Consistent declines in gas tax revenue have left many states scrambling to fund the maintenance of their critical infrastructure, especially roads and bridges. In New Jersey, legislators have considered several major proposals that would increase the state’s fuel tax in exchange for tax cuts elsewhere, including the state’s estate tax.
New Jersey’s roads and bridges are in dire need of repair, and the funds to cover maintenance are beginning to run dry. In 2013, 66 percent of New Jersey’s roads were in poor or mediocre condition and 36 percent of the state’s bridges were structurally deficient or obsolete, according to the American Society of Civil Engineers. The Reason Foundation found New Jersey’s highway system to be the nation’s most expensive to operate and maintain and ranked it the 48th least cost-effective in the country.
Over the past few years, the New Jersey Legislature has considered increasing the state’s gas tax—currently set at 14.5 cents per gallon. The gas tax has remained unchanged since 1988 and is the second-lowest in the nation. The most recent transportation-funding debate is over a tax swap proposal that would increase the state gasoline tax while eliminating or reducing estate and inheritance levies. Tying these two taxes together is a mistake. Gasoline taxes are becoming increasingly ineffective and should not be considered alongside estate taxes, which require separate reforms.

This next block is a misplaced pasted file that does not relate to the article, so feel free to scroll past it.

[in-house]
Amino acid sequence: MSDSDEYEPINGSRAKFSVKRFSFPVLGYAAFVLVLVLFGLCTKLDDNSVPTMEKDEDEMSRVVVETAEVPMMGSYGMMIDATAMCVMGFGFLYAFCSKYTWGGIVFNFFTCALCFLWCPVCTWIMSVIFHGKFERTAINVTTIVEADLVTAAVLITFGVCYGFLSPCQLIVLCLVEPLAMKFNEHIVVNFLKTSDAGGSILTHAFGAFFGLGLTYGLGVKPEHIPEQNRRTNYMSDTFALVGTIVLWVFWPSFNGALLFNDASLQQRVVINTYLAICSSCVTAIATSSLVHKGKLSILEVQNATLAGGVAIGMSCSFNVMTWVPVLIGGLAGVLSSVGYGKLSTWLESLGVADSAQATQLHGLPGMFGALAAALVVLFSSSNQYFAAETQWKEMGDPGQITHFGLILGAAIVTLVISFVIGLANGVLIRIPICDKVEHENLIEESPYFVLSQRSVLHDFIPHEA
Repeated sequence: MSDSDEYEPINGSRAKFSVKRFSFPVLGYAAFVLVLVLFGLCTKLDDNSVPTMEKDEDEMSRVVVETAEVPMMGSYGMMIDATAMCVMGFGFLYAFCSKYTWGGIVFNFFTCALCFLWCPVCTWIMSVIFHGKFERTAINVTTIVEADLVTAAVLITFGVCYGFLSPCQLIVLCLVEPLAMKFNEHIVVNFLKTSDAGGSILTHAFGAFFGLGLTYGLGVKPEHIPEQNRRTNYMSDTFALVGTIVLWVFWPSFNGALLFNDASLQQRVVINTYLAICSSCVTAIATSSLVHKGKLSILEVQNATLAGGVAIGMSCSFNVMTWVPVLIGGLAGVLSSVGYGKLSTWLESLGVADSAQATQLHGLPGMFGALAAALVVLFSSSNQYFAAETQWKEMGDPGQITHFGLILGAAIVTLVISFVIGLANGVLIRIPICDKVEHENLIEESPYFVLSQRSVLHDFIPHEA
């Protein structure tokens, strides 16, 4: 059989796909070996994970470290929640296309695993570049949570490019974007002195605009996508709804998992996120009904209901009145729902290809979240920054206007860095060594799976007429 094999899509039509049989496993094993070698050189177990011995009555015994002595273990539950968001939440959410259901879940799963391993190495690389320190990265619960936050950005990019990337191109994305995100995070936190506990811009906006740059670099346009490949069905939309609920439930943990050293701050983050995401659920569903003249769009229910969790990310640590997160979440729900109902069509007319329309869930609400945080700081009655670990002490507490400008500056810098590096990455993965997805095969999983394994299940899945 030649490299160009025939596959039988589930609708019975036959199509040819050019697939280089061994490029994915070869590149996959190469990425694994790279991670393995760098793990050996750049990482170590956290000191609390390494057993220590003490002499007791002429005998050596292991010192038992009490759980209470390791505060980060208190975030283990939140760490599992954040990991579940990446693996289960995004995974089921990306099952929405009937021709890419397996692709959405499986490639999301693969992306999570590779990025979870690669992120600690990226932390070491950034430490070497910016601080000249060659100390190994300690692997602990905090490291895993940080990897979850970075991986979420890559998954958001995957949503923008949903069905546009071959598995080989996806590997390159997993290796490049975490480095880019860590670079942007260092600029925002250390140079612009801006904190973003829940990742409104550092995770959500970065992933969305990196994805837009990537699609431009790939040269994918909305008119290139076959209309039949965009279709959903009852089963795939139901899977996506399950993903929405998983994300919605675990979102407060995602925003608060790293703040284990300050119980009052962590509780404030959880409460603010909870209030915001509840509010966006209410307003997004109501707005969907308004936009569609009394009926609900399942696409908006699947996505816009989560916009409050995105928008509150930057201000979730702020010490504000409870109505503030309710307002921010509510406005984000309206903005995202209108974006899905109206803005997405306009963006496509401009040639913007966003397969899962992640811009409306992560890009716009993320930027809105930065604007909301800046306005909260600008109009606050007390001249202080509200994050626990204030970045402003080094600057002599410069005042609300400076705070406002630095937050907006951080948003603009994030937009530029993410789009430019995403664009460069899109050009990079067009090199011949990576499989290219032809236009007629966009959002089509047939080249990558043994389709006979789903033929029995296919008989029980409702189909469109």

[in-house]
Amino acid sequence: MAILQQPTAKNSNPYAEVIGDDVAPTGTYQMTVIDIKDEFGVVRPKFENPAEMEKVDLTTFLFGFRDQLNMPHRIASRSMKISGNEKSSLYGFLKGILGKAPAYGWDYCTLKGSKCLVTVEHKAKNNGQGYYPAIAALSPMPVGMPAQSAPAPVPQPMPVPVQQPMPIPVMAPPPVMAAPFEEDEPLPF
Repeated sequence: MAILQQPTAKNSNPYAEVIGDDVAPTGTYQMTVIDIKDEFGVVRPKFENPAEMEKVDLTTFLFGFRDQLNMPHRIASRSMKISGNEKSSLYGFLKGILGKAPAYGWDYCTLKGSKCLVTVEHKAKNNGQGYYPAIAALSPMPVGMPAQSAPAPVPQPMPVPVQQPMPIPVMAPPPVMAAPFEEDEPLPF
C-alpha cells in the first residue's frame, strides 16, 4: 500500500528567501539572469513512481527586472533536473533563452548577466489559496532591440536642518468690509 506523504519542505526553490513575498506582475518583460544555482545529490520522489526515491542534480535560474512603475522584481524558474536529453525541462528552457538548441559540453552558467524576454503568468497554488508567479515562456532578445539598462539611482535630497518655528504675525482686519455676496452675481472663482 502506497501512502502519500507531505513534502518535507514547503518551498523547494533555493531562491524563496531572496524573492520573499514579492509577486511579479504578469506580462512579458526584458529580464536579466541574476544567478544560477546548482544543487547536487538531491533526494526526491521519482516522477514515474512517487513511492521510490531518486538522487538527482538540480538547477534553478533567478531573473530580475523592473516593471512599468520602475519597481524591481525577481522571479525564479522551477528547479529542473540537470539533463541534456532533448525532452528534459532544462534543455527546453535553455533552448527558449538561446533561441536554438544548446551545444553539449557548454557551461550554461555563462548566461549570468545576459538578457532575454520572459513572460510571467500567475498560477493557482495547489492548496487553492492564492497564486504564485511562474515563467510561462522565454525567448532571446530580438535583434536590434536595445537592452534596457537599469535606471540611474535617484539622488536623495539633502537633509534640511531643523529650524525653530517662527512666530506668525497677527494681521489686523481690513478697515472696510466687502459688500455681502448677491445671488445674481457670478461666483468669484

The proposal currently being considering would increase the state’s motor-fuel tax by 23 cents per gallon. Supporters of the tax predict it could generate about $1.36 billion each year for transportation projects. The tax hike would move New Jersey’s tax rate on gasoline from the second-lowest nationwide to the seventh-highest.
Increasing the gas tax is problematic. In 2015, Daniel Vock, writing for Governing magazine, analyzed state gas tax data reported to the U.S. Census Bureau and found two-thirds of state fuel taxes have failed to keep up with inflation and fuel-tax-related revenue has dramatically dropped.In recent years, the rise of fuel-efficient cars has decreased motor fuel tax coffers and disproportionately shifted the burden to low-income drivers, a group that typically owns older, less fuel-efficient vehicles. According to Americans for Prosperity, households with incomes of less than $50,000 per year currently spend more than 20 percent of their after-tax income on energy. Although gas prices are comparatively low today, there are no assurances they will remain this way, whereas the gas tax hike would be permanent.
As the rise in fuel efficiency continues, motor fuel tax revenues will continue to decline. States and the federal government will have to explore more modern and efficient ways to fund road construction and traffic infrastructure. These include privatizing roads and establishing toll systems. In several cities, transportation agencies are using congestion pricing – varying toll prices based on congestion – to manage demand and reduce traffic problems.